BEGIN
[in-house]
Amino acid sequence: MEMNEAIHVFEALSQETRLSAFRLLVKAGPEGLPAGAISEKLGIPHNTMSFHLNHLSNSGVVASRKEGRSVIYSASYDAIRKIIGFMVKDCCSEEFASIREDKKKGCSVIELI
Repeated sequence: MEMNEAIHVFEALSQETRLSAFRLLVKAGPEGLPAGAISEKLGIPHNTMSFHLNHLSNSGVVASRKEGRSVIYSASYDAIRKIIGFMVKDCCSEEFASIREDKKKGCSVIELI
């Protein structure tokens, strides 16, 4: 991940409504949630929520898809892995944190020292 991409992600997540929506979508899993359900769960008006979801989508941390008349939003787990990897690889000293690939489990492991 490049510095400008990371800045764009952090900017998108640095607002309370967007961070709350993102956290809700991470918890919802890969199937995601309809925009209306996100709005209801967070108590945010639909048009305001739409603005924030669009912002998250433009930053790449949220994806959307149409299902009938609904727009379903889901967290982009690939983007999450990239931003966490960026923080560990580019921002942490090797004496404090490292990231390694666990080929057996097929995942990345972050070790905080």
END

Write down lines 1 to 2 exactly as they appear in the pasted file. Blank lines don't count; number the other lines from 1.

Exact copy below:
[in-house]
Amino acid sequence: MEMNEAIHVFEALSQETRLSAFRLLVKAGPEGLPAGAISEKLGIPHNTMSFHLNHLSNSGVVASRKEGRSVIYSASYDAIRKIIGFMVKDCCSEEFASIREDKKKGCSVIELI